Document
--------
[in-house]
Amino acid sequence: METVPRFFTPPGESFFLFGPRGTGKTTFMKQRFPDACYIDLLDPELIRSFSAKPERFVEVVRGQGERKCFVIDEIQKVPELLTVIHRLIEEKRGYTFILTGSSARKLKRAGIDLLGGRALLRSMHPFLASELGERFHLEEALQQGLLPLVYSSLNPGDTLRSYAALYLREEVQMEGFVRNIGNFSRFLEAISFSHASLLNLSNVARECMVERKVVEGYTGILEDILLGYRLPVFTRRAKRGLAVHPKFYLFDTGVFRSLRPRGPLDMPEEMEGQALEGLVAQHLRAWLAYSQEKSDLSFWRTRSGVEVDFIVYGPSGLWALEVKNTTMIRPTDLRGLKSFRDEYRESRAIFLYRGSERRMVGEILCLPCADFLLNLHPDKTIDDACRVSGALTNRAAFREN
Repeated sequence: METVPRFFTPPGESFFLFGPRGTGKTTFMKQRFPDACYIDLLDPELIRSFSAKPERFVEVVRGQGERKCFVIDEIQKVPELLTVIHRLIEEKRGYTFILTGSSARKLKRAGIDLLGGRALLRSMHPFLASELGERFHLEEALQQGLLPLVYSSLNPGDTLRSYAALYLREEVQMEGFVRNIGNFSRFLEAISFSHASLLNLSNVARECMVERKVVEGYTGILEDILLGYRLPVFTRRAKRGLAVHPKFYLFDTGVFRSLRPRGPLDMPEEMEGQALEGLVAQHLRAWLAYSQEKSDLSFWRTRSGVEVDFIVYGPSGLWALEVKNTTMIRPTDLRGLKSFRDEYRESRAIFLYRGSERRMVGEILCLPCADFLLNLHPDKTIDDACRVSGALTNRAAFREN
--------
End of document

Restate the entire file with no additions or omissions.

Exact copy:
[in-house]
Amino acid sequence: METVPRFFTPPGESFFLFGPRGTGKTTFMKQRFPDACYIDLLDPELIRSFSAKPERFVEVVRGQGERKCFVIDEIQKVPELLTVIHRLIEEKRGYTFILTGSSARKLKRAGIDLLGGRALLRSMHPFLASELGERFHLEEALQQGLLPLVYSSLNPGDTLRSYAALYLREEVQMEGFVRNIGNFSRFLEAISFSHASLLNLSNVARECMVERKVVEGYTGILEDILLGYRLPVFTRRAKRGLAVHPKFYLFDTGVFRSLRPRGPLDMPEEMEGQALEGLVAQHLRAWLAYSQEKSDLSFWRTRSGVEVDFIVYGPSGLWALEVKNTTMIRPTDLRGLKSFRDEYRESRAIFLYRGSERRMVGEILCLPCADFLLNLHPDKTIDDACRVSGALTNRAAFREN
Repeated sequence: METVPRFFTPPGESFFLFGPRGTGKTTFMKQRFPDACYIDLLDPELIRSFSAKPERFVEVVRGQGERKCFVIDEIQKVPELLTVIHRLIEEKRGYTFILTGSSARKLKRAGIDLLGGRALLRSMHPFLASELGERFHLEEALQQGLLPLVYSSLNPGDTLRSYAALYLREEVQMEGFVRNIGNFSRFLEAISFSHASLLNLSNVARECMVERKVVEGYTGILEDILLGYRLPVFTRRAKRGLAVHPKFYLFDTGVFRSLRPRGPLDMPEEMEGQALEGLVAQHLRAWLAYSQEKSDLSFWRTRSGVEVDFIVYGPSGLWALEVKNTTMIRPTDLRGLKSFRDEYRESRAIFLYRGSERRMVGEILCLPCADFLLNLHPDKTIDDACRVSGALTNRAAFREN